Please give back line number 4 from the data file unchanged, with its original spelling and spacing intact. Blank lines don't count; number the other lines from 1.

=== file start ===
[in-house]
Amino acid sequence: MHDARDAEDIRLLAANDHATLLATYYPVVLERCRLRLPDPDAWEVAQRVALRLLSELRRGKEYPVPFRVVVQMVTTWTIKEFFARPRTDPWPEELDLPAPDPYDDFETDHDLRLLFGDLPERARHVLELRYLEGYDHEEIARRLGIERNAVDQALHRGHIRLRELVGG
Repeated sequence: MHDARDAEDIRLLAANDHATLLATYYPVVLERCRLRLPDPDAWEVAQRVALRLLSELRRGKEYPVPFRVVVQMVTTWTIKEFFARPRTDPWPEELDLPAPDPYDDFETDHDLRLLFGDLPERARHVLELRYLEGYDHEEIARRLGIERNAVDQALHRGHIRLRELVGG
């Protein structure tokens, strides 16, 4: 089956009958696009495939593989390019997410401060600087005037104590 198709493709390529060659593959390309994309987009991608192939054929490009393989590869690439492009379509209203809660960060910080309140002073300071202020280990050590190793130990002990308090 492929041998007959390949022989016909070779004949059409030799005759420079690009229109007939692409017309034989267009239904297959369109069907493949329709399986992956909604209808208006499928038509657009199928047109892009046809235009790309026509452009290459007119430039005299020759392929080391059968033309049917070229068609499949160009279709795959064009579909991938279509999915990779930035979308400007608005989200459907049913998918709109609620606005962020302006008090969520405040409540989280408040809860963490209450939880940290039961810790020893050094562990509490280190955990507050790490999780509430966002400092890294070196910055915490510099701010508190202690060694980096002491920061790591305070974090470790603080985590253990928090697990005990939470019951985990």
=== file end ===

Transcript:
């Protein structure tokens, strides 16, 4: 089956009958696009495939593989390019997410401060600087005037104590 198709493709390529060659593959390309994309987009991608192939054929490009393989590869690439492009379509209203809660960060910080309140002073300071202020280990050590190793130990002990308090 492929041998007959390949022989016909070779004949059409030799005759420079690009229109007939692409017309034989267009239904297959369109069907493949329709399986992956909604209808208006499928038509657009199928047109892009046809235009790309026509452009290459007119430039005299020759392929080391059968033309049917070229068609499949160009279709795959064009579909991938279509999915990779930035979308400007608005989200459907049913998918709109609620606005962020302006008090969520405040409540989280408040809860963490209450939880940290039961810790020893050094562990509490280190955990507050790490999780509430966002400092890294070196910055915490510099701010508190202690060694980096002491920061790591305070974090470790603080985590253990928090697990005990939470019951985990």